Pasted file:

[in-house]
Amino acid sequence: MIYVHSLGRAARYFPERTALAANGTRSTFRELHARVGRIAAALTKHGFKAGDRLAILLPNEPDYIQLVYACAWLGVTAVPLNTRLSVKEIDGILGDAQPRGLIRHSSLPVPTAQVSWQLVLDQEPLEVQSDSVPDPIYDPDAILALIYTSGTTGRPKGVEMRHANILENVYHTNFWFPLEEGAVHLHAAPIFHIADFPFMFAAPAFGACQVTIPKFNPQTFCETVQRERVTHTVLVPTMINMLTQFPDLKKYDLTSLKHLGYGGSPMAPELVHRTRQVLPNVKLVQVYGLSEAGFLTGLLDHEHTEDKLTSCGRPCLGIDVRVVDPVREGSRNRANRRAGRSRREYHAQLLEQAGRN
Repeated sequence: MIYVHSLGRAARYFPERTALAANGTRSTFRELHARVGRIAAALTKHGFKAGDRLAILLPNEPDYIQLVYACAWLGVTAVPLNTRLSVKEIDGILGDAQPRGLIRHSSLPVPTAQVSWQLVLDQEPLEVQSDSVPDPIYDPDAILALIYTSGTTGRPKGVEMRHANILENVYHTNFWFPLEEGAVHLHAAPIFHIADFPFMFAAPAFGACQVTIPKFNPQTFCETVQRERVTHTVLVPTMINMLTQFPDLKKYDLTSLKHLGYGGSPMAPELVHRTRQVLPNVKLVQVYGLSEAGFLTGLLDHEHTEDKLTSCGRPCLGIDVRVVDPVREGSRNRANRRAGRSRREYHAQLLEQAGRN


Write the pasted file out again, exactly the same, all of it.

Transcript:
[in-house]
Amino acid sequence: MIYVHSLGRAARYFPERTALAANGTRSTFRELHARVGRIAAALTKHGFKAGDRLAILLPNEPDYIQLVYACAWLGVTAVPLNTRLSVKEIDGILGDAQPRGLIRHSSLPVPTAQVSWQLVLDQEPLEVQSDSVPDPIYDPDAILALIYTSGTTGRPKGVEMRHANILENVYHTNFWFPLEEGAVHLHAAPIFHIADFPFMFAAPAFGACQVTIPKFNPQTFCETVQRERVTHTVLVPTMINMLTQFPDLKKYDLTSLKHLGYGGSPMAPELVHRTRQVLPNVKLVQVYGLSEAGFLTGLLDHEHTEDKLTSCGRPCLGIDVRVVDPVREGSRNRANRRAGRSRREYHAQLLEQAGRN
Repeated sequence: MIYVHSLGRAARYFPERTALAANGTRSTFRELHARVGRIAAALTKHGFKAGDRLAILLPNEPDYIQLVYACAWLGVTAVPLNTRLSVKEIDGILGDAQPRGLIRHSSLPVPTAQVSWQLVLDQEPLEVQSDSVPDPIYDPDAILALIYTSGTTGRPKGVEMRHANILENVYHTNFWFPLEEGAVHLHAAPIFHIADFPFMFAAPAFGACQVTIPKFNPQTFCETVQRERVTHTVLVPTMINMLTQFPDLKKYDLTSLKHLGYGGSPMAPELVHRTRQVLPNVKLVQVYGLSEAGFLTGLLDHEHTEDKLTSCGRPCLGIDVRVVDPVREGSRNRANRRAGRSRREYHAQLLEQAGRN